Due to stricter limits and the ambitious climate protection goals of the IMO (a 50% CO2 reduction by 2050 as compared to 2008) and by the EU (FuelEU Maritime), the shipping industry has embarked on a path to a climate-friendly future. Currently, about 90% of world trade is transported by sea using large container ships. However, to transport large loads over long international routes, what is needed is an energy carrier with a low own weight and a high energy density. In the long term, it is hard to envisage an international maritime sector that doesn’t rely on climate-neutral fuels. Heavy fuel oil, which shipping uses almost exclusively at present, can be replaced by climate-neutral eFuels in future.
eFuels in aviation
Instead of relying on conventional kerosene, in future aircraft can be refuelled with climate-neutral eFuels, thus making climate-neutral flight possible. For aviation, where long distances and weight restrictions are often key factors, a basic requirement is that the fuel must have a high energy density.
As drop-in fuel, eFuels can easily replace conventional kerosene – initially as an admixture and then as a replacement. This does not require any adjustment to aviation engines.
eFuels instead of heating fuels
Substantial CO2 reductions can be achieved in the building sector and in home heating, initially by means of an admixture of greenhouse gas-neutral liquid and gaseous fuels to conventional heating fuel and then carrying on through to the complete replacement of conventional heating fuel.
This is all possible without any conversion costs, since eFuels can be used both in efficient modern oil-and-gas-powered condensing boilers and in connection with renewable energies. Homeowners can continue to use their existing modern heating systems while synthetic fuel contributes to climate protection.
eFuels in the
Mineral oil and fossil gas are not only used in the transport and heating markets: it’s also the most important raw material for the chemical industry. For example, German refineries supply more than 70% of the source materials for use in the chemical industry. This corresponds to about 20% of the total mineral oil demand in Germany. Should the use of mineral oil be dispensed with in the future, these raw materials for the chemical industry can only be produced synthetically using the production process for eFuels.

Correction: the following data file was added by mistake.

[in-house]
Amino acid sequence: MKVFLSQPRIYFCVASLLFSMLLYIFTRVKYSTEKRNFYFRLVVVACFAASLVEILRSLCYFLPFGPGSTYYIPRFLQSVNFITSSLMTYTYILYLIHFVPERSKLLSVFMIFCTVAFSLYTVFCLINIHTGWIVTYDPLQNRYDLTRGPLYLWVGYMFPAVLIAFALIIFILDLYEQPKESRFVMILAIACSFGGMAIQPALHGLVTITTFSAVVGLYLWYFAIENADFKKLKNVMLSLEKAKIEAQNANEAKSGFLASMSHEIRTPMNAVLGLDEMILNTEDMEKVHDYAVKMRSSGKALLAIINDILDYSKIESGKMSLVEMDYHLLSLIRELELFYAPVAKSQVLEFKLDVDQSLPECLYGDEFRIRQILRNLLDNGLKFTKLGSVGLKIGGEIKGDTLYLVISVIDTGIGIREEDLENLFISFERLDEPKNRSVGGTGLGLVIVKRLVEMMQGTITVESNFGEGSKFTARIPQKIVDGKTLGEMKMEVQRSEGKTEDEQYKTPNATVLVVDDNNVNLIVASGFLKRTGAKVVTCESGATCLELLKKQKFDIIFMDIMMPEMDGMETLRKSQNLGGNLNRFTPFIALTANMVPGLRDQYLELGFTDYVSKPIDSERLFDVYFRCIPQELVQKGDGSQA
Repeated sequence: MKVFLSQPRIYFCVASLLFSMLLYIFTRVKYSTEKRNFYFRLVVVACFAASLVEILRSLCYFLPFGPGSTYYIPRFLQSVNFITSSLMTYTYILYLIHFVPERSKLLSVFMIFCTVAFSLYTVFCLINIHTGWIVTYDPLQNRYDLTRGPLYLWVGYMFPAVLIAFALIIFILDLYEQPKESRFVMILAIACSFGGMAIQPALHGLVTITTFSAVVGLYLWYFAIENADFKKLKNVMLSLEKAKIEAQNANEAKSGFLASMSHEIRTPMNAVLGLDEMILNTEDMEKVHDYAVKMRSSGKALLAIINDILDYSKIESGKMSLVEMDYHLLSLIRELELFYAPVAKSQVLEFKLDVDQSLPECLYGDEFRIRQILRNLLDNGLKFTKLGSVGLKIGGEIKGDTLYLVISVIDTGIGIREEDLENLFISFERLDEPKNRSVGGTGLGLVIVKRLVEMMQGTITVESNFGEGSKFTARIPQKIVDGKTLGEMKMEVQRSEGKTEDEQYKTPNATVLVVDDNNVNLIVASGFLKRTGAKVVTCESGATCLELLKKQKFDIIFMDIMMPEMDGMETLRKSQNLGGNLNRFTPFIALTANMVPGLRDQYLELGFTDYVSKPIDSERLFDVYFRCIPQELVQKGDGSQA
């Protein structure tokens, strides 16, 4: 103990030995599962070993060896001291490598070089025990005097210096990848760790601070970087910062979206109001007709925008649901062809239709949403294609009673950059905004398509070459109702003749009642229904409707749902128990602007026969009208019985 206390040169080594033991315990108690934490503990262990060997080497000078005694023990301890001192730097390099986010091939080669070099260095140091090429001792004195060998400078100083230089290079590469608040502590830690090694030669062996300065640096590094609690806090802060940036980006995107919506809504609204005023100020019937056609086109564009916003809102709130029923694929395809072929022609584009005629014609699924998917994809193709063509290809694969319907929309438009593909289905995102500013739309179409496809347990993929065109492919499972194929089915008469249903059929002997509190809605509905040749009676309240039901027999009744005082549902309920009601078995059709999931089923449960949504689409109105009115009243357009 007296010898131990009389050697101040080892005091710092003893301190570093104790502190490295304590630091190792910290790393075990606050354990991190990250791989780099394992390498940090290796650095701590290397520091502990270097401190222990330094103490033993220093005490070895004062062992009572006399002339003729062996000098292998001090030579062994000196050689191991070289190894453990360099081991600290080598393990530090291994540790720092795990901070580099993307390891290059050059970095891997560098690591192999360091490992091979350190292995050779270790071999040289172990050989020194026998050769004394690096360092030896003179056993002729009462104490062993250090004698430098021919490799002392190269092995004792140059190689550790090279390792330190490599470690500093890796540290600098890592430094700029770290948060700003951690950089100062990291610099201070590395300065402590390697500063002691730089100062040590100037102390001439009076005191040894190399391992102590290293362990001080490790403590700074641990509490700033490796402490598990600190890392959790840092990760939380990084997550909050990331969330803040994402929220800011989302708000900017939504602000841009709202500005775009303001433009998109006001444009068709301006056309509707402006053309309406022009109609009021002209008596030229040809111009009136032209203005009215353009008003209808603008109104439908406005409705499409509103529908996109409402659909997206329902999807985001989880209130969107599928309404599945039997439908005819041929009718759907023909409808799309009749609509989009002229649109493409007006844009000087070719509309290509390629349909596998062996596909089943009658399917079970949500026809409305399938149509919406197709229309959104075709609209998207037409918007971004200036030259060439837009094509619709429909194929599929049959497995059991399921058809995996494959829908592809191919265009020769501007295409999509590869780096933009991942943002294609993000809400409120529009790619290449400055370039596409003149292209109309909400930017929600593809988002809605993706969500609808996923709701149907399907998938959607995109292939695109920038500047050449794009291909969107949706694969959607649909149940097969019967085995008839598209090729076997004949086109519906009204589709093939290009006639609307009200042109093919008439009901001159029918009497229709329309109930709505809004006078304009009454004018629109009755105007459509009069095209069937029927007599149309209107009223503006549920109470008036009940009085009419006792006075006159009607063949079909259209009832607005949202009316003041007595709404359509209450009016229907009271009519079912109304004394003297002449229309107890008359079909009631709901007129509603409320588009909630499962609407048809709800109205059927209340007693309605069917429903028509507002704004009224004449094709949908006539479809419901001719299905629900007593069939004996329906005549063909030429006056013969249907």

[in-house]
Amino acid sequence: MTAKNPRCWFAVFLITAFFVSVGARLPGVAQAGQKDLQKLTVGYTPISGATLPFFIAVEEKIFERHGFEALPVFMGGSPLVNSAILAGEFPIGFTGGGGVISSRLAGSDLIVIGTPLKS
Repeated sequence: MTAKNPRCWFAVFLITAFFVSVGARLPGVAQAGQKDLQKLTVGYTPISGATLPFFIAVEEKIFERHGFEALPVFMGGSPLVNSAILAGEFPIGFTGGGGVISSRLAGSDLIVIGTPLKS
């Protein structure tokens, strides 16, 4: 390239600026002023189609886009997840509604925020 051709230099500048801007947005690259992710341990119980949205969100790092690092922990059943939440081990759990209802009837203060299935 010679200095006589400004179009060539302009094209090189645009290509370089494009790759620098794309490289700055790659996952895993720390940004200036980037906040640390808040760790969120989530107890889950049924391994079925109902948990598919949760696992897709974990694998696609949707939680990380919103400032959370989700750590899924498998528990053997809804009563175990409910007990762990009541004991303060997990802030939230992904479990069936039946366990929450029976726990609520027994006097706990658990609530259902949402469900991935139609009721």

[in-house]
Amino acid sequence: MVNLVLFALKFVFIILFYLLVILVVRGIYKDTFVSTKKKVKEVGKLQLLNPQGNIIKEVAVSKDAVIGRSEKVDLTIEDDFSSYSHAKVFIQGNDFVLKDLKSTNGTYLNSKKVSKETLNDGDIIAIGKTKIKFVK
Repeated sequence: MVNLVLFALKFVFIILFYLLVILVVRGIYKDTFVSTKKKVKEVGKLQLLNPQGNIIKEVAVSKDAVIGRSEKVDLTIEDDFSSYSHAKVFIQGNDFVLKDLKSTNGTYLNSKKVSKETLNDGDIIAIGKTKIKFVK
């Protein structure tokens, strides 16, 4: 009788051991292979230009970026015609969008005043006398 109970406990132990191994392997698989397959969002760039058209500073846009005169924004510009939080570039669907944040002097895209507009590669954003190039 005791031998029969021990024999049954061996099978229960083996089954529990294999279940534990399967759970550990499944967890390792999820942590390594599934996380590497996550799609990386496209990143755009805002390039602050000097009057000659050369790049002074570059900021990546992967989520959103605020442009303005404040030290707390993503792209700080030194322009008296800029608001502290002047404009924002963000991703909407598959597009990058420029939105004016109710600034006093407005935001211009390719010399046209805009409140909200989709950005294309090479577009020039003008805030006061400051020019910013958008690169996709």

By using eFuels instead of fossil-based raw materials, entire industrial sectors can benefit from this climate-neutral conversion.
Two-wheelers and eFuels
Another sector with a large existing fleet are two-wheelers. In Europe, there were over 39 million motorcycles and scooters on the roads in 2019 (source: ACEM). Motorized two-wheelers with conventional combustion engines will still play an important role in the foreseeable future, especially since they will not disappear from European roads overnight. They are small, light and efficient vehicles used for daily commuting or by special services for emergencies. This is especially true for market segments that are the most difficult to electrify, such as leisure two-wheelers.
Pure eFuels also achieve pollutant reductionswithout the need for costly exhaust gas aftertreatment on the vehicle. But eFuels are also a necessary alternative for long ranges or in areas with a lack of infrastructure. The sector also employs over 300,000 people (source: ACEM), whose jobs can be protected with a technology-neutral approach. When combined with electric models, carbon-neutral fuels can address the existing stock, sustainably powering future models while protecting the existing production chain. This can reduce emissions and make the green transition socially acceptable.